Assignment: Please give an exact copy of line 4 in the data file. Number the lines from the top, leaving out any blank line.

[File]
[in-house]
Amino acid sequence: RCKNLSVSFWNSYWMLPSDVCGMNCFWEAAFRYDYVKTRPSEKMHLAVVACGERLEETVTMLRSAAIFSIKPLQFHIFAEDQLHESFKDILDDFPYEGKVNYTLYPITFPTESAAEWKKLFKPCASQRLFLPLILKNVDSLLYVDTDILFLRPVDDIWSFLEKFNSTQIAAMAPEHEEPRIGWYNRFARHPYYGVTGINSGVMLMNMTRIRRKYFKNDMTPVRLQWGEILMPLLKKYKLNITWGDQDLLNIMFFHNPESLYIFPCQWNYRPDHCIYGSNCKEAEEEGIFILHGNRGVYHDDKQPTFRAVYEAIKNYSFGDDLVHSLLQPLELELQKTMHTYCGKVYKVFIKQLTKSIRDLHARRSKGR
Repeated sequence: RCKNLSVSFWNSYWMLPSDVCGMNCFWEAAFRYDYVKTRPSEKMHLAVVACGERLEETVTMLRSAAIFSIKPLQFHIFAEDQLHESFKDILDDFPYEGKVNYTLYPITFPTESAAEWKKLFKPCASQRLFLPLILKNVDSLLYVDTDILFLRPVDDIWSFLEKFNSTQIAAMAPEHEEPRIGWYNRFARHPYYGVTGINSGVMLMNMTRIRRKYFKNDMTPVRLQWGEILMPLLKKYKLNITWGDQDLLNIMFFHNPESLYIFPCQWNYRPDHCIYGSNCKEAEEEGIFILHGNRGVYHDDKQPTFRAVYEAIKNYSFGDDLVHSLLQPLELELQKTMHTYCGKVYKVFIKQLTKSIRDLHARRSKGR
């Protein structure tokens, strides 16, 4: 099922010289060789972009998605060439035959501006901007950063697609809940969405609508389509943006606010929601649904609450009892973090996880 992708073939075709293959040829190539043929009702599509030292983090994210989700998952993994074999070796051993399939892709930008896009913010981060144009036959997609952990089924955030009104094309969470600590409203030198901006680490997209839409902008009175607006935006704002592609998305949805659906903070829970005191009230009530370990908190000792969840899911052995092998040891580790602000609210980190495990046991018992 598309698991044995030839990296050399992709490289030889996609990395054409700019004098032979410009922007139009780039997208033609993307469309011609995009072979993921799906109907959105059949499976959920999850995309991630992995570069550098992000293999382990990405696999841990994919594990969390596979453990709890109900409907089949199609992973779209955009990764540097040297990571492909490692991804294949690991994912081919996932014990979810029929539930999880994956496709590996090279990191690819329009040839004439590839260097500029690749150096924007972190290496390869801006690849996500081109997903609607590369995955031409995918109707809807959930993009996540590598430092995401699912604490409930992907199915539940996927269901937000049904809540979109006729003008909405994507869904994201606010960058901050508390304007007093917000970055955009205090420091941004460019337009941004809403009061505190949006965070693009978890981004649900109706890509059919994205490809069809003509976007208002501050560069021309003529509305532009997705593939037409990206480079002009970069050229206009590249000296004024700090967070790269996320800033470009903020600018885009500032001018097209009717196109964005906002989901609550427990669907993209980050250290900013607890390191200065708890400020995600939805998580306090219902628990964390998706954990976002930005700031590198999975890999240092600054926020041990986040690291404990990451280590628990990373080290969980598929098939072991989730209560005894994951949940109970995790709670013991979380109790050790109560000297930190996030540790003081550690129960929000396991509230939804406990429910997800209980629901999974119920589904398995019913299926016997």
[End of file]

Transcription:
């Protein structure tokens, strides 16, 4: 099922010289060789972009998605060439035959501006901007950063697609809940969405609508389509943006606010929601649904609450009892973090996880 992708073939075709293959040829190539043929009702599509030292983090994210989700998952993994074999070796051993399939892709930008896009913010981060144009036959997609952990089924955030009104094309969470600590409203030198901006680490997209839409902008009175607006935006704002592609998305949805659906903070829970005191009230009530370990908190000792969840899911052995092998040891580790602000609210980190495990046991018992 598309698991044995030839990296050399992709490289030889996609990395054409700019004098032979410009922007139009780039997208033609993307469309011609995009072979993921799906109907959105059949499976959920999850995309991630992995570069550098992000293999382990990405696999841990994919594990969390596979453990709890109900409907089949199609992973779209955009990764540097040297990571492909490692991804294949690991994912081919996932014990979810029929539930999880994956496709590996090279990191690819329009040839004439590839260097500029690749150096924007972190290496390869801006690849996500081109997903609607590369995955031409995918109707809807959930993009996540590598430092995401699912604490409930992907199915539940996927269901937000049904809540979109006729003008909405994507869904994201606010960058901050508390304007007093917000970055955009205090420091941004460019337009941004809403009061505190949006965070693009978890981004649900109706890509059919994205490809069809003509976007208002501050560069021309003529509305532009997705593939037409990206480079002009970069050229206009590249000296004024700090967070790269996320800033470009903020600018885009500032001018097209009717196109964005906002989901609550427990669907993209980050250290900013607890390191200065708890400020995600939805998580306090219902628990964390998706954990976002930005700031590198999975890999240092600054926020041990986040690291404990990451280590628990990373080290969980598929098939072991989730209560005894994951949940109970995790709670013991979380109790050790109560000297930190996030540790003081550690129960929000396991509230939804406990429910997800209980629901999974119920589904398995019913299926016997």